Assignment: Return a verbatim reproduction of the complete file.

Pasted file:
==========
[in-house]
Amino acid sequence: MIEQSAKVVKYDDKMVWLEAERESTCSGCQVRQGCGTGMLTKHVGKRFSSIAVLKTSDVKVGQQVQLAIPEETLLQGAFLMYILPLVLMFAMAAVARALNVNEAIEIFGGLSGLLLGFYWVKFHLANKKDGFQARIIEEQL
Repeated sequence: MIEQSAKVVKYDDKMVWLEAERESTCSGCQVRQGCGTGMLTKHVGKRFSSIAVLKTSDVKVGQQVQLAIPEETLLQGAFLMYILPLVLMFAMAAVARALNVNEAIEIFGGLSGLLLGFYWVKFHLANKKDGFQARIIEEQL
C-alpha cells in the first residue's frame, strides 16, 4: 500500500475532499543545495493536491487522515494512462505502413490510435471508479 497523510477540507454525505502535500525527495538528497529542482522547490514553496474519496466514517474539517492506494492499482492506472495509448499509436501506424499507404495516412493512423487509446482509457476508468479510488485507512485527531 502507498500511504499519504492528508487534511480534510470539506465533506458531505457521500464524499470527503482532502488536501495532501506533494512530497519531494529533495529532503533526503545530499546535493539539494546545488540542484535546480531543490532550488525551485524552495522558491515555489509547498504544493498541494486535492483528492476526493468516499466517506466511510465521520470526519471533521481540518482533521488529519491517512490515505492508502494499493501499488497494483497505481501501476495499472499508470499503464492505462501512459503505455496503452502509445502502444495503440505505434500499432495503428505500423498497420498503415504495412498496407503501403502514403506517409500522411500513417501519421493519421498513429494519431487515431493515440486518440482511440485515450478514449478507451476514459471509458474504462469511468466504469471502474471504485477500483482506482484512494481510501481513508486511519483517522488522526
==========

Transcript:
[in-house]
Amino acid sequence: MIEQSAKVVKYDDKMVWLEAERESTCSGCQVRQGCGTGMLTKHVGKRFSSIAVLKTSDVKVGQQVQLAIPEETLLQGAFLMYILPLVLMFAMAAVARALNVNEAIEIFGGLSGLLLGFYWVKFHLANKKDGFQARIIEEQL
Repeated sequence: MIEQSAKVVKYDDKMVWLEAERESTCSGCQVRQGCGTGMLTKHVGKRFSSIAVLKTSDVKVGQQVQLAIPEETLLQGAFLMYILPLVLMFAMAAVARALNVNEAIEIFGGLSGLLLGFYWVKFHLANKKDGFQARIIEEQL
C-alpha cells in the first residue's frame, strides 16, 4: 500500500475532499543545495493536491487522515494512462505502413490510435471508479 497523510477540507454525505502535500525527495538528497529542482522547490514553496474519496466514517474539517492506494492499482492506472495509448499509436501506424499507404495516412493512423487509446482509457476508468479510488485507512485527531 502507498500511504499519504492528508487534511480534510470539506465533506458531505457521500464524499470527503482532502488536501495532501506533494512530497519531494529533495529532503533526503545530499546535493539539494546545488540542484535546480531543490532550488525551485524552495522558491515555489509547498504544493498541494486535492483528492476526493468516499466517506466511510465521520470526519471533521481540518482533521488529519491517512490515505492508502494499493501499488497494483497505481501501476495499472499508470499503464492505462501512459503505455496503452502509445502502444495503440505505434500499432495503428505500423498497420498503415504495412498496407503501403502514403506517409500522411500513417501519421493519421498513429494519431487515431493515440486518440482511440485515450478514449478507451476514459471509458474504462469511468466504469471502474471504485477500483482506482484512494481510501481513508486511519483517522488522526